JLJ_ is offline   Reply With Quote
Old April 9, 2016   #32
sdzejachok
Tomatovillian™
 
sdzejachok's Avatar
 
Join Date: Apr 2012
Location: Ohio
Posts: 97
Default

Southern Exposure and Maine Potato Lady have yellow potato onions now. The Seed Savers Exchange member listings are also always a good place to try. I have grown them since 2009 but I'd have to look up what company they came from. Some had nice size at over 2". They had hardly any tops, yet formed nice onions. They do better if you dig them up each year and replant separating the bulbs. The next year the small bulbs grow into a big bulb, and the big bulbs divide into a cluster of bulbs. They did not take the heat of summer here in Ohio, and the tops died off pretty early, but the ones left in the ground came back in the fall just fine and that's a good time to plant the ones you dug up, or a little before that. They sometimes form flowers and seeds too.

Last edited by sdzejachok; April 9, 2016 at 09:21 PM.
sdzejachok is offline   Reply With Quote
Old April 9, 2016   #33
Tropicalgrower
Tomatovillian™
 
Join Date: Oct 2009
Location: SE Asia
Posts: 140
Default

Thanks for the heads up on retailers sdzejachok.

If you had problems with the yellow variety and heat,then I am sure that I would also.I have been told by a couple of different people who are very knowledgeable,that the yellow isn't necessarily a good choice for the further south hot locales.

There maybe some varietal crossing with the Yellow that might work well...but the yellow on it's own might not be the best choice?
__________________
I soiled my plants.
Tropicalgrower is offline   Reply With Quote
Old April 9, 2016   #34
sdzejachok
Tomatovillian™
 
sdzejachok's Avatar
 
Join Date: Apr 2012
Location: Ohio
Posts: 97
Default

Since I was happy with the yield and size of the onions, I did not consider the summer die back a problem. That was just how they grew for me. The l'itoi did the same thing, coming back strong and growing over the winter.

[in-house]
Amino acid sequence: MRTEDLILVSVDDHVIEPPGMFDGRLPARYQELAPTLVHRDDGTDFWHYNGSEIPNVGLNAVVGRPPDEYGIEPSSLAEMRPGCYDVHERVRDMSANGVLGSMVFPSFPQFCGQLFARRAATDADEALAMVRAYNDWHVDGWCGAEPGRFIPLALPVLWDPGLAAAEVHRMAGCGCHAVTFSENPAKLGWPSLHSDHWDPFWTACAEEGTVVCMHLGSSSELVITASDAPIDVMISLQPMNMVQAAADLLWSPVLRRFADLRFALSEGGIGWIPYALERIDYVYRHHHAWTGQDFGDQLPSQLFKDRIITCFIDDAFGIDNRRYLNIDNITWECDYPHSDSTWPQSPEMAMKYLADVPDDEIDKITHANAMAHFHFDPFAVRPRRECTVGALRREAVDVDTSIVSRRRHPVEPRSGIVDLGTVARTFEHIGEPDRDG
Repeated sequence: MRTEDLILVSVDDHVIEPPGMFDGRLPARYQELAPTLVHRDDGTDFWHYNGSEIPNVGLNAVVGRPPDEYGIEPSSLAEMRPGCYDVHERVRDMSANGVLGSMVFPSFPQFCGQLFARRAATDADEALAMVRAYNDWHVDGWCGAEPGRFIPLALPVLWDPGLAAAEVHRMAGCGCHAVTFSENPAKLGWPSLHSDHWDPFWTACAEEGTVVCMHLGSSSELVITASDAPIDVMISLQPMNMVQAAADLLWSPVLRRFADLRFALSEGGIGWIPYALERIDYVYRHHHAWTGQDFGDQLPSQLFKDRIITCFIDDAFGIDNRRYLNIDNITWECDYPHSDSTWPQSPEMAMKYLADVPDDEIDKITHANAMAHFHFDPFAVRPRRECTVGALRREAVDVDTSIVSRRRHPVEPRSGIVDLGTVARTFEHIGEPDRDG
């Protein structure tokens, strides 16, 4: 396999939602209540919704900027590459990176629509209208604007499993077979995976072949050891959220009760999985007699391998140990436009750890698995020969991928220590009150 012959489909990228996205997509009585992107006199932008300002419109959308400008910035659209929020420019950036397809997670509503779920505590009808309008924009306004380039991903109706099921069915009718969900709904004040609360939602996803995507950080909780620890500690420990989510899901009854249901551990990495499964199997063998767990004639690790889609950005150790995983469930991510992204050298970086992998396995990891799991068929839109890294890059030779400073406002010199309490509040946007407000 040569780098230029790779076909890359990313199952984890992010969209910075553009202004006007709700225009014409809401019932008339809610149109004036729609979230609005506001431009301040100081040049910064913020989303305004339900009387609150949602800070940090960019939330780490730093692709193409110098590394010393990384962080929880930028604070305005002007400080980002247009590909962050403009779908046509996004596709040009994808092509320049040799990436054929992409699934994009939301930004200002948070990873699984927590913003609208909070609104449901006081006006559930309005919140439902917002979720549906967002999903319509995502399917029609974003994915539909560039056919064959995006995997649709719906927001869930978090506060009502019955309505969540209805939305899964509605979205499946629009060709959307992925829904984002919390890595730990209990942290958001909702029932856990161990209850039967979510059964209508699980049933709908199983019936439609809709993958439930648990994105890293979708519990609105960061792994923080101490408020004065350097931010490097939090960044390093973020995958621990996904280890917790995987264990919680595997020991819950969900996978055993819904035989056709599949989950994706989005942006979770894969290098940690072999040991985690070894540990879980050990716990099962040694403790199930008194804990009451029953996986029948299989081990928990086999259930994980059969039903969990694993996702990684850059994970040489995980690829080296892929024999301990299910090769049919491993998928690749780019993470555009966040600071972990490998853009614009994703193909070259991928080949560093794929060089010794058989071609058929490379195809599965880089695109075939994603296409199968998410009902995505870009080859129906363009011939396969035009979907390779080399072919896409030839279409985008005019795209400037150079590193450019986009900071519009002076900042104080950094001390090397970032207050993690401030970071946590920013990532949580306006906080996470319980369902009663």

sdzejachok is offline   Reply With Quote
Old April 10, 2016   #35
Tropicalgrower
Tomatovillian™
 
Join Date: Oct 2009
Location: SE Asia
Posts: 140
Default

Quote:
Originally Posted by sdzejachok View Post
Since I was happy with the yield and size of the onions, I did not consider the summer die back a problem. That was just how they grew for me. The l'itoi did the same thing, coming back strong and growing over the winter.
That's interesting to hear sdzejachok...especially about the I'itoi.I am not discouraged to try it tho.I am determined to find at least 1 that will do well for me here.
__________________
I soiled my plants.
Tropicalgrower is offline   Reply With Quote
Old April 18, 2016   #36
aftermidnight
Tomatovillian™
 
Join Date: Apr 2016
Location: Canada
Posts: 77
Default

I managed to get my hands on a few 'Broome Longkeeper' potato onions last year, after harvest I gave a few away, we did eat some but kept a few to plant this year. This variety is getting extremely hard to find, hopefully I will be able to share a few in the fall, unfortunately only here in Canada.

Annette
aftermidnight is offline   Reply With Quote
Reply

Thread Tools
Display Modes

Posting Rules
You may not post new threads
You may not post replies
You may not post attachments
You may not edit your posts

BB code is On
Smilies are On
[IMG] code is On
HTML code is Off

Forum Jump


All times are GMT -4. The time now is 01:52 PM.


★ Tomatoville® is a registered trademark of Commerce Holdings, LLC ★ All Content ©2016 Commerce Holdings, LLC ★